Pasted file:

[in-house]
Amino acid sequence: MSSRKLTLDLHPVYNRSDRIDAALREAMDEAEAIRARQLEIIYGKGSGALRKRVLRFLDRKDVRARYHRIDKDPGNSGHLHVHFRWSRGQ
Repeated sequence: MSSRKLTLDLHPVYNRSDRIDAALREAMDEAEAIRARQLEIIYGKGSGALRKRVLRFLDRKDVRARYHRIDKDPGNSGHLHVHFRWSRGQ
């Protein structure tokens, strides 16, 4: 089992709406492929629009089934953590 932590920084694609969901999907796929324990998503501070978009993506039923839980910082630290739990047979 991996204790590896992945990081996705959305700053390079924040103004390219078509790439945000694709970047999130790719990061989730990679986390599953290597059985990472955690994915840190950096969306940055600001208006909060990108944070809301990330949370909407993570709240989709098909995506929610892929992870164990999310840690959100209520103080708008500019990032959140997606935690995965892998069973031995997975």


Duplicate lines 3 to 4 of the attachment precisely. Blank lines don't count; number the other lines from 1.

Repeated sequence: MSSRKLTLDLHPVYNRSDRIDAALREAMDEAEAIRARQLEIIYGKGSGALRKRVLRFLDRKDVRARYHRIDKDPGNSGHLHVHFRWSRGQ
């Protein structure tokens, strides 16, 4: 089992709406492929629009089934953590 932590920084694609969901999907796929324990998503501070978009993506039923839980910082630290739990047979 991996204790590896992945990081996705959305700053390079924040103004390219078509790439945000694709970047999130790719990061989730990679986390599953290597059985990472955690994915840190950096969306940055600001208006909060990108944070809301990330949370909407993570709240989709098909995506929610892929992870164990999310840690959100209520103080708008500019990032959140997606935690995965892998069973031995997975």